Several years ago, my stepson’s elderly grandparents in Michigan received a phone call from him saying he was in Australia in jail and needed money for bail. He begged them not to tell his parents.
He is their only grandchild. They were shocked and overwhelmed with concern. He told them how to send him the money — several thousand dollars — which they did immediately. A few days later he called for more financial help and they resciprocated again.
The efforts they undertook to get the money to him were stressful enough without the worries of his dire situation in a foreign country.
In reality, my responsible stepson was home with his wife and kids in Lake Elsinore with no idea of the agony and despair his grandparents underwent.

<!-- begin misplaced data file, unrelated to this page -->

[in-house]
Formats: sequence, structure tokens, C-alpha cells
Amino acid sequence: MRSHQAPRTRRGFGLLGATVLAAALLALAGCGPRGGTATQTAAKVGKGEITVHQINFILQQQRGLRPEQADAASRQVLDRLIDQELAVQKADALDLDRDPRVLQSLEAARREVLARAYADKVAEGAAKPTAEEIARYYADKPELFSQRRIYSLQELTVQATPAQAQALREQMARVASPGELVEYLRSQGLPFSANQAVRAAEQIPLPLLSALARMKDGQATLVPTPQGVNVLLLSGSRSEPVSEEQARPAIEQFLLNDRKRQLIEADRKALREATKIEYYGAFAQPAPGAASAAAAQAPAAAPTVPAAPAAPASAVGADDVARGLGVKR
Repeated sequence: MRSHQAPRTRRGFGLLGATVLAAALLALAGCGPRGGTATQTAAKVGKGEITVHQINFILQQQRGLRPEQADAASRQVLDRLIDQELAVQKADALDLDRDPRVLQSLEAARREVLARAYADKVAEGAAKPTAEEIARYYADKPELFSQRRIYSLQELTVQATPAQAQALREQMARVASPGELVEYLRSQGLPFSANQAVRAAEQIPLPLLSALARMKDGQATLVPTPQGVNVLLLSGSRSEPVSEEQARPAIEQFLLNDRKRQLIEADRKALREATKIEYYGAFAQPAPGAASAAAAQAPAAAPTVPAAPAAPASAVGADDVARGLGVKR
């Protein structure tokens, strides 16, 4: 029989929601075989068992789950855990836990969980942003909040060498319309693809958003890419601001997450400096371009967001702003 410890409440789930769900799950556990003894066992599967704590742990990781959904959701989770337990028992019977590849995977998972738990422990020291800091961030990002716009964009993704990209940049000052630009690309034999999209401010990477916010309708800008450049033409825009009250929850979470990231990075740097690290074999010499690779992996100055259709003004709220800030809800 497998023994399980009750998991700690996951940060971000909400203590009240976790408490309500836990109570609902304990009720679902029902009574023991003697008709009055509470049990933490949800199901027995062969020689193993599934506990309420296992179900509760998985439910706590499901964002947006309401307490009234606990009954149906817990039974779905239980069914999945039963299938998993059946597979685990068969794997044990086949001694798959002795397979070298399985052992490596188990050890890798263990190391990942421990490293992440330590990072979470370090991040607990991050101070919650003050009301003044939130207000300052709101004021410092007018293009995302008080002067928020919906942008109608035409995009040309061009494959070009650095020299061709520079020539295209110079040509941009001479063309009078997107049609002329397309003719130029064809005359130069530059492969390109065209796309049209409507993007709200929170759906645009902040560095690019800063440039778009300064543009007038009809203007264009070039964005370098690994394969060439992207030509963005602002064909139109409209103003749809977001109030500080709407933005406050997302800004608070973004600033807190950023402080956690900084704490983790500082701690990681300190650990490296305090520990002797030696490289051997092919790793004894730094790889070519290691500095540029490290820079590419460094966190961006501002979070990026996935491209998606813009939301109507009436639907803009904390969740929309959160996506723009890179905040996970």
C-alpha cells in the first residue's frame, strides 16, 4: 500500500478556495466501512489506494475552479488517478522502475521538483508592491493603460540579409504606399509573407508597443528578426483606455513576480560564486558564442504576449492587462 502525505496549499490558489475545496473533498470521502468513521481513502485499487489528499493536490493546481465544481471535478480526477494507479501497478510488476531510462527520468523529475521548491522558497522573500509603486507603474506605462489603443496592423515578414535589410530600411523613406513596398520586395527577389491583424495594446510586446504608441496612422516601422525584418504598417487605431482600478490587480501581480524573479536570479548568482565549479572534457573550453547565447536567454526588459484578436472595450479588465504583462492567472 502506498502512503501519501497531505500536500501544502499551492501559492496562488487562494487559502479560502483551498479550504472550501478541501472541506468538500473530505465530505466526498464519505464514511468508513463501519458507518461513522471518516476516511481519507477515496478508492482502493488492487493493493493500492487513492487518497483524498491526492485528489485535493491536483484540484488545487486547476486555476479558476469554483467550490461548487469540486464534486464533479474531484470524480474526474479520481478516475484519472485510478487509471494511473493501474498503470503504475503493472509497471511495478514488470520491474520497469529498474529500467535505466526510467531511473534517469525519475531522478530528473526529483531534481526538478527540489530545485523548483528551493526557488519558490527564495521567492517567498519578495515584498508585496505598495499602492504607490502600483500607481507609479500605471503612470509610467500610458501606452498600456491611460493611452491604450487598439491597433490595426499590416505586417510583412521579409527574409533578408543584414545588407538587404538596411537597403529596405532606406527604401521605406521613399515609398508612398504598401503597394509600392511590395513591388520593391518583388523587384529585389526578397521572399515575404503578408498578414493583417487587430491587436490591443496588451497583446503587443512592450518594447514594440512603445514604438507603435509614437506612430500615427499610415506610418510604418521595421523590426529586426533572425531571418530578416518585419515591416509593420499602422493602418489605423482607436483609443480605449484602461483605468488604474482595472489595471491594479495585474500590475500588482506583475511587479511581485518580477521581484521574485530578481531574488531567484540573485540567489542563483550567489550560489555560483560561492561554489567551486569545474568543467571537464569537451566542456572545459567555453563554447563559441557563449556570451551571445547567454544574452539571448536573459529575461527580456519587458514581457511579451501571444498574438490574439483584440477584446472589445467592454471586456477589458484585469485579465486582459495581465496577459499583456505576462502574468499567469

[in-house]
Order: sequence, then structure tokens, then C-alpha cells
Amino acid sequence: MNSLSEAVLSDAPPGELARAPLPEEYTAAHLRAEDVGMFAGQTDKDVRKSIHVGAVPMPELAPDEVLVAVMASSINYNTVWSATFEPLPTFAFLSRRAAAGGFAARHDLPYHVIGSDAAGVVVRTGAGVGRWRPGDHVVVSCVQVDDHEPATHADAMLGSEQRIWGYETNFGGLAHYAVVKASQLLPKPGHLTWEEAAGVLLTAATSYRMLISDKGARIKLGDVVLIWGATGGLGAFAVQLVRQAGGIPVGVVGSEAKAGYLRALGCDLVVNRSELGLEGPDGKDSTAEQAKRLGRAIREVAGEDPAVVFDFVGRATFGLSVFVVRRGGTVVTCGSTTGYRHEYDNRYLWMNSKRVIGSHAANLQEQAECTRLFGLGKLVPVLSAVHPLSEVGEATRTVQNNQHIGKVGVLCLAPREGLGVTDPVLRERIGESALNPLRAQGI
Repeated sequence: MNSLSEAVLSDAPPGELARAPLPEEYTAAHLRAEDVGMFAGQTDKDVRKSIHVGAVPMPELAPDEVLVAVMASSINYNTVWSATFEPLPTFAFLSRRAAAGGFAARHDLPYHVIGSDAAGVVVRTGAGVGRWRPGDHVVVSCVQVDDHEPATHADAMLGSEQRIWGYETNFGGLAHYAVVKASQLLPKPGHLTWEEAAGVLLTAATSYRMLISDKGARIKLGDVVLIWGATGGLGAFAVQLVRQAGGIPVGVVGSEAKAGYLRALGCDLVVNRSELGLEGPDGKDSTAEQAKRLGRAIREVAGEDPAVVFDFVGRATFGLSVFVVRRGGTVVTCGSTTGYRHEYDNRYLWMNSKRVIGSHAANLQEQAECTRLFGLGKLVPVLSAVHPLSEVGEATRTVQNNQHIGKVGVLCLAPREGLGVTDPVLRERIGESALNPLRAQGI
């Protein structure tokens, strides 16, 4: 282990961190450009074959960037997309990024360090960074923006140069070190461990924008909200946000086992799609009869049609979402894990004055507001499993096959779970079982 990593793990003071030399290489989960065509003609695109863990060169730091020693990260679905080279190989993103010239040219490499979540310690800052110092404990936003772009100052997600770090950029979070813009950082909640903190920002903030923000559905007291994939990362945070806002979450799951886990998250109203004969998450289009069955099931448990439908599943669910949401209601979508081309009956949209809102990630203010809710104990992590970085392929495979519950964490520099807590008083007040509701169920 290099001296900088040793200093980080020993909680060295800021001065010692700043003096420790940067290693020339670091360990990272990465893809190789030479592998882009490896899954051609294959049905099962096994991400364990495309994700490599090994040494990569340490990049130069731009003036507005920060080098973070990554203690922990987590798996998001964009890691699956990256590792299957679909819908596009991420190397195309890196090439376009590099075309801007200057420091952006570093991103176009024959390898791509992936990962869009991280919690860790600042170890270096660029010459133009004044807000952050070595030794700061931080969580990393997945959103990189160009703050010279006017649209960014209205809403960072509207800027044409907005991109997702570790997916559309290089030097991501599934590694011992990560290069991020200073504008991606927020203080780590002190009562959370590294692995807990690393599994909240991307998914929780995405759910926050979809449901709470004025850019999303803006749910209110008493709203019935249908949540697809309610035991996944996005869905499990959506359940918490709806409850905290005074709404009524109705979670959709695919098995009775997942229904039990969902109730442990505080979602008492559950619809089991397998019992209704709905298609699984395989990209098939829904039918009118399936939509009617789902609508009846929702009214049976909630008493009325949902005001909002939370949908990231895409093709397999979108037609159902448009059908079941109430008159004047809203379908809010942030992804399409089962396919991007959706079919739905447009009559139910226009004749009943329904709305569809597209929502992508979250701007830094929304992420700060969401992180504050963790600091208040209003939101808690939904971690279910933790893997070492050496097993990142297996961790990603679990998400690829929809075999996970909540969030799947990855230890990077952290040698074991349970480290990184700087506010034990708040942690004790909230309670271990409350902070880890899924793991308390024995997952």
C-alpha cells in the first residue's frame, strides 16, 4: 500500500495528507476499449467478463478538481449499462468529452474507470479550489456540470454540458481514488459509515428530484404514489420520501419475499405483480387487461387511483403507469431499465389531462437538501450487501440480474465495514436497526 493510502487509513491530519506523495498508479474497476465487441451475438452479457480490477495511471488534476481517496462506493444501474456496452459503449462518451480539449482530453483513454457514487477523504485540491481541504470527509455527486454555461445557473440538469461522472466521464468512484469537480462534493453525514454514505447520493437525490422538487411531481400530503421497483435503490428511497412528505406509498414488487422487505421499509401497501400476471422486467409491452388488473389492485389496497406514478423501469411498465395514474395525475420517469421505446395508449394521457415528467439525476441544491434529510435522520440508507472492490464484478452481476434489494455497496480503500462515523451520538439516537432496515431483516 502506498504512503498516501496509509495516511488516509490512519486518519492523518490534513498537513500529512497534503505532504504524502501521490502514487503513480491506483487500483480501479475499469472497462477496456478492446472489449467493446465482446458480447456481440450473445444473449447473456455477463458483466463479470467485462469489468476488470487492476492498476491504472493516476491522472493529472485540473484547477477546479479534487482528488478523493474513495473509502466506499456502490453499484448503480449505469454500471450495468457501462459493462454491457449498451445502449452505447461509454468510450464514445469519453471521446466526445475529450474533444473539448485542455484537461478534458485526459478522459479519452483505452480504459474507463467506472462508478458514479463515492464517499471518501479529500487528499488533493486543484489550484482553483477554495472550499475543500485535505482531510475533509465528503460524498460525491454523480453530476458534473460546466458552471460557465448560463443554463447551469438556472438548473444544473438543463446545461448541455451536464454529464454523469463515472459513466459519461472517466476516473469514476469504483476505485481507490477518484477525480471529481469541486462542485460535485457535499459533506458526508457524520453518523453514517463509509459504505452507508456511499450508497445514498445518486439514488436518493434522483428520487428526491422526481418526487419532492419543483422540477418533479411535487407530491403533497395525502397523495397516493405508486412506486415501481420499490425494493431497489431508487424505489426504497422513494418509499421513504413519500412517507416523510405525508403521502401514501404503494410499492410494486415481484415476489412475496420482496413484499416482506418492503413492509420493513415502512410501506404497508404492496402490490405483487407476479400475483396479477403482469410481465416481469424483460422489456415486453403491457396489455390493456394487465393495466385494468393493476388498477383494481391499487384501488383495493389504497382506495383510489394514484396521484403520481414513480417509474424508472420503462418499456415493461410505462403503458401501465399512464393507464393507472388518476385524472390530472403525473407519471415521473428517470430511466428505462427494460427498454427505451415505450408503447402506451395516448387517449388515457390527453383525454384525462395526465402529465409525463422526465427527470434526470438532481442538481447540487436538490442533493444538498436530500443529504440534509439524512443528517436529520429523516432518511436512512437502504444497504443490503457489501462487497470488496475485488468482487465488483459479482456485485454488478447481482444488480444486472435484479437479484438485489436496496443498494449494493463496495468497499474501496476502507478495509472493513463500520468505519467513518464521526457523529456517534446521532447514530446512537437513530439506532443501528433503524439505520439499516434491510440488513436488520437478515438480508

Eventually, the grandparents told his parents and the story unraveled with the grandparents learning they had been scammed and would never see the money again.
On page 14, Jay Pentrack tells of this scam hitting Idyllwild and reminds us all of some basic rules when dealing with phone and email callers.
I understand how someone falls for the grandparent scam because the scammer baits you with your own personal information, thus appealing to your heart.
But one scam I find difficult to believe is at all successful usually originates from some very sad place in Africa, most often Nigeria.
The scam writer addresses you with respect, opening with a creative writing appeal such as, “May I crave your indulgence to open this business discussion by a formal letter of this sort.”
The emailing pleader often claims nobility and appeals to your concern about their welfare. They need asylum or money for charitable deeds. Just pop $5,000 in a bank account and I’ll be fine.
This scam must be successful because it’s been around for years, but this heart just doesn’t beat with sympathy.
Becky Clark, Editor